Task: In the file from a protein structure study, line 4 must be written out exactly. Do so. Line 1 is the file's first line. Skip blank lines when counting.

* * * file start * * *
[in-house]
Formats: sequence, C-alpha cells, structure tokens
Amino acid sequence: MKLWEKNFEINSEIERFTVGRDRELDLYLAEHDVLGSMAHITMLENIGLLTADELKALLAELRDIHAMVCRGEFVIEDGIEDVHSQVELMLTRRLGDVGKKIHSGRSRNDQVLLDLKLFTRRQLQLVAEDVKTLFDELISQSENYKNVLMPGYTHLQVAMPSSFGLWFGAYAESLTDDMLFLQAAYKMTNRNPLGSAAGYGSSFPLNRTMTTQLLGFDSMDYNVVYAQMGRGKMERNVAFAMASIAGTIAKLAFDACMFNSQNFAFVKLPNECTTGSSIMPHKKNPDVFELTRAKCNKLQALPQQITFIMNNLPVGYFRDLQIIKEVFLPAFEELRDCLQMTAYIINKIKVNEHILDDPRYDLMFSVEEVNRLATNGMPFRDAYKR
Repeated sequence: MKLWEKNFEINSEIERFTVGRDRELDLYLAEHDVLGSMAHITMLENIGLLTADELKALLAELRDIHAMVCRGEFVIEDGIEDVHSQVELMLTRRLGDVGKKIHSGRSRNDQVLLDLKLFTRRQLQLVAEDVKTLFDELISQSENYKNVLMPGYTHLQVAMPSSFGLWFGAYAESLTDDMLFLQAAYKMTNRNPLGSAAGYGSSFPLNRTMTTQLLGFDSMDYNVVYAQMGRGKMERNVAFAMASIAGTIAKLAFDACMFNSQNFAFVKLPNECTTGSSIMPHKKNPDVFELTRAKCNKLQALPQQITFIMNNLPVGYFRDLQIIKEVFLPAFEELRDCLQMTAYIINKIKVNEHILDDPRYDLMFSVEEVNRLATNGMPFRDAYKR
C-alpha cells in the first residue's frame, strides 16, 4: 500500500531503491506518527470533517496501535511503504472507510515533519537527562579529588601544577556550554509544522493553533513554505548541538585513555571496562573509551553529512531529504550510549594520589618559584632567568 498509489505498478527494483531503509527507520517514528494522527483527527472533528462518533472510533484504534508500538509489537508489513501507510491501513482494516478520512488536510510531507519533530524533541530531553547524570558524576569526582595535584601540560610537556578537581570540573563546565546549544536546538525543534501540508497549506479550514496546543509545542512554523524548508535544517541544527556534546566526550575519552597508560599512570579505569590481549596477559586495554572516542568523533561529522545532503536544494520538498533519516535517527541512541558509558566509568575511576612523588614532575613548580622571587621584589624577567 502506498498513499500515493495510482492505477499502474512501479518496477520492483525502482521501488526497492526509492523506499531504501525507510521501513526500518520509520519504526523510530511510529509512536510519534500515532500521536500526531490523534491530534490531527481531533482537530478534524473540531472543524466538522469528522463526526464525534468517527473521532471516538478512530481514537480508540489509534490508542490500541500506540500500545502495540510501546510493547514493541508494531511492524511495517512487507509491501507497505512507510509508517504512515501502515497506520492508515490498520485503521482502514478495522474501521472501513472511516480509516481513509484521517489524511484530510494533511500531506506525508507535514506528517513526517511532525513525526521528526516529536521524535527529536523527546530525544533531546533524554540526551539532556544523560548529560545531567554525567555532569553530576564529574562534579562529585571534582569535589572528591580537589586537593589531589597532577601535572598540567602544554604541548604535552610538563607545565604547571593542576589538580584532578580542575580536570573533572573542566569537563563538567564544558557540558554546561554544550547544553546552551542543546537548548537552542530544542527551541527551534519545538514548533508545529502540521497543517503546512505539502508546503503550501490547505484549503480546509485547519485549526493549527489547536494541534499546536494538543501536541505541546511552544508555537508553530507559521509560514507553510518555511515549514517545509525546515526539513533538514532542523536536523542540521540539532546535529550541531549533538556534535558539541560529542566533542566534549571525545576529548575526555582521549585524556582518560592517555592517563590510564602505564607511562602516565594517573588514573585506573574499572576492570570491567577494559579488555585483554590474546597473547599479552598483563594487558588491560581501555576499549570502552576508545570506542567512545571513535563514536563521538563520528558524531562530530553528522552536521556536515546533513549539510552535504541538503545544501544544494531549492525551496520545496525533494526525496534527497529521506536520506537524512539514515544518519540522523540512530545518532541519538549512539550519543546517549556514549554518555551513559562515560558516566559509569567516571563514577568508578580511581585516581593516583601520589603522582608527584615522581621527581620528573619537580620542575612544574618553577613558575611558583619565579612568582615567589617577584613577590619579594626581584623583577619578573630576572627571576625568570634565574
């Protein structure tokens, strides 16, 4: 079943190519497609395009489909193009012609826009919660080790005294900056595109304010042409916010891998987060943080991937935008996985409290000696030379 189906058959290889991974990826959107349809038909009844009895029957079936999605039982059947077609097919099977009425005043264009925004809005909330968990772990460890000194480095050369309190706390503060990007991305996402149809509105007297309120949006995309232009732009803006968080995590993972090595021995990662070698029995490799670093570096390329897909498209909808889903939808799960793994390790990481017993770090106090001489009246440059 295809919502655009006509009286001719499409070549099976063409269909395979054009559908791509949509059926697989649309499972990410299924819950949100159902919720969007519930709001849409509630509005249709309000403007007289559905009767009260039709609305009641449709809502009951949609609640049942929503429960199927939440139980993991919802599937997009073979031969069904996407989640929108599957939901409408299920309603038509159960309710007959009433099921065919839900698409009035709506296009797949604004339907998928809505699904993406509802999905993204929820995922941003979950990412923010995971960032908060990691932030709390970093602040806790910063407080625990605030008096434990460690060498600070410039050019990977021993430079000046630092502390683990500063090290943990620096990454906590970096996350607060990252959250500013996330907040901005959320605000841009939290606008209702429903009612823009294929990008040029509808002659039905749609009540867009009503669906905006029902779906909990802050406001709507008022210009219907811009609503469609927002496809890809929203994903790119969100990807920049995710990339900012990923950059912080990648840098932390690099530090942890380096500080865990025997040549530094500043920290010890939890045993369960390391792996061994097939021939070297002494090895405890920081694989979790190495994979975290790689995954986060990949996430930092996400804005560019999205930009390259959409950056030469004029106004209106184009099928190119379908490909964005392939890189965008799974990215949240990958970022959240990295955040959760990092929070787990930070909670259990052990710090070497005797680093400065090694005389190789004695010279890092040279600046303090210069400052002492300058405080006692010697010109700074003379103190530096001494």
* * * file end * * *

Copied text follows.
Repeated sequence: MKLWEKNFEINSEIERFTVGRDRELDLYLAEHDVLGSMAHITMLENIGLLTADELKALLAELRDIHAMVCRGEFVIEDGIEDVHSQVELMLTRRLGDVGKKIHSGRSRNDQVLLDLKLFTRRQLQLVAEDVKTLFDELISQSENYKNVLMPGYTHLQVAMPSSFGLWFGAYAESLTDDMLFLQAAYKMTNRNPLGSAAGYGSSFPLNRTMTTQLLGFDSMDYNVVYAQMGRGKMERNVAFAMASIAGTIAKLAFDACMFNSQNFAFVKLPNECTTGSSIMPHKKNPDVFELTRAKCNKLQALPQQITFIMNNLPVGYFRDLQIIKEVFLPAFEELRDCLQMTAYIINKIKVNEHILDDPRYDLMFSVEEVNRLATNGMPFRDAYKR